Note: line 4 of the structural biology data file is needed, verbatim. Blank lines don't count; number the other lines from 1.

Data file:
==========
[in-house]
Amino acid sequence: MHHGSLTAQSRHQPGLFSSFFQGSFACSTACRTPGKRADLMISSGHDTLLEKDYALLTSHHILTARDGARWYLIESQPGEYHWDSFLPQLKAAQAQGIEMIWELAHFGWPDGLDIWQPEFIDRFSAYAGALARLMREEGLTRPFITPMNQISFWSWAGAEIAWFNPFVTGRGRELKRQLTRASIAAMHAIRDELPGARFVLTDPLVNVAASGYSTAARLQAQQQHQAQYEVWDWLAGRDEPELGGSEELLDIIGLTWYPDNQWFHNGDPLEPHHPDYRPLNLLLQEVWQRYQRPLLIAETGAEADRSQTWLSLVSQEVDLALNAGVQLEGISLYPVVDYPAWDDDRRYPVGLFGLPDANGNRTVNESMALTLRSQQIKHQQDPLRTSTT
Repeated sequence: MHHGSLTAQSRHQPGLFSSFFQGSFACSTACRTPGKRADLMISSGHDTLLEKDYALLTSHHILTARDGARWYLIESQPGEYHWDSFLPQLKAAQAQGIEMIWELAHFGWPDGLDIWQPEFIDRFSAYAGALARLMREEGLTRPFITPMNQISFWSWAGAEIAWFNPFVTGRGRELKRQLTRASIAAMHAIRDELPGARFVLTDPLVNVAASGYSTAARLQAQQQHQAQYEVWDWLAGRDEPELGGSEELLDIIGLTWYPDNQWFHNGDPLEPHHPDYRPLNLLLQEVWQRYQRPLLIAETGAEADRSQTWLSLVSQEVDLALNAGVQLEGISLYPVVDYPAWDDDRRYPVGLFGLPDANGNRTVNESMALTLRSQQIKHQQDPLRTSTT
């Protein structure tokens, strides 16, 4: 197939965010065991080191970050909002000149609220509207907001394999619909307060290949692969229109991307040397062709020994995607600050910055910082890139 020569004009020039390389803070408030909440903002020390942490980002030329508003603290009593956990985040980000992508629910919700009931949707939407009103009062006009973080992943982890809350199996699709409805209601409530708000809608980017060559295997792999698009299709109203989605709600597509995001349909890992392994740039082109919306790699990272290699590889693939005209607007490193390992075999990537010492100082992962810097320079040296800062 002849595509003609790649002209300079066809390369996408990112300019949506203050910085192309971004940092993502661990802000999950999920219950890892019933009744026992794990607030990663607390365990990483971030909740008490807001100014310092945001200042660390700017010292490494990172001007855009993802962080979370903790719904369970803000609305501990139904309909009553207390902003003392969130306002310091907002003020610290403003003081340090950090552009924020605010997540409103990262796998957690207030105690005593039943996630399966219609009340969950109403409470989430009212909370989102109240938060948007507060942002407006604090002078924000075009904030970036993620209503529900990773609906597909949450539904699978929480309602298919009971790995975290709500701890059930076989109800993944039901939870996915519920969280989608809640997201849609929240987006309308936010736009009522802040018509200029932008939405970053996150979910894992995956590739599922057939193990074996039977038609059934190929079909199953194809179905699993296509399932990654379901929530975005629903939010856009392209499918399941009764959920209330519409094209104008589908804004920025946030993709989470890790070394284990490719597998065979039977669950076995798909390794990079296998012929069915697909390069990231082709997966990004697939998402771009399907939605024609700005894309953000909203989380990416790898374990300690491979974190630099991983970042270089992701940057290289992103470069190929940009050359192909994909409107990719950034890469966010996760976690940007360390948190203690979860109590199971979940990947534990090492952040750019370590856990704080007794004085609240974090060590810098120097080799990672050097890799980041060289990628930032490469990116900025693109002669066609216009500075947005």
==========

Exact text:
């Protein structure tokens, strides 16, 4: 197939965010065991080191970050909002000149609220509207907001394999619909307060290949692969229109991307040397062709020994995607600050910055910082890139 020569004009020039390389803070408030909440903002020390942490980002030329508003603290009593956990985040980000992508629910919700009931949707939407009103009062006009973080992943982890809350199996699709409805209601409530708000809608980017060559295997792999698009299709109203989605709600597509995001349909890992392994740039082109919306790699990272290699590889693939005209607007490193390992075999990537010492100082992962810097320079040296800062 002849595509003609790649002209300079066809390369996408990112300019949506203050910085192309971004940092993502661990802000999950999920219950890892019933009744026992794990607030990663607390365990990483971030909740008490807001100014310092945001200042660390700017010292490494990172001007855009993802962080979370903790719904369970803000609305501990139904309909009553207390902003003392969130306002310091907002003020610290403003003081340090950090552009924020605010997540409103990262796998957690207030105690005593039943996630399966219609009340969950109403409470989430009212909370989102109240938060948007507060942002407006604090002078924000075009904030970036993620209503529900990773609906597909949450539904699978929480309602298919009971790995975290709500701890059930076989109800993944039901939870996915519920969280989608809640997201849609929240987006309308936010736009009522802040018509200029932008939405970053996150979910894992995956590739599922057939193990074996039977038609059934190929079909199953194809179905699993296509399932990654379901929530975005629903939010856009392209499918399941009764959920209330519409094209104008589908804004920025946030993709989470890790070394284990490719597998065979039977669950076995798909390794990079296998012929069915697909390069990231082709997966990004697939998402771009399907939605024609700005894309953000909203989380990416790898374990300690491979974190630099991983970042270089992701940057290289992103470069190929940009050359192909994909409107990719950034890469966010996760976690940007360390948190203690979860109590199971979940990947534990090492952040750019370590856990704080007794004085609240974090060590810098120097080799990672050097890799980041060289990628930032490469990116900025693109002669066609216009500075947005």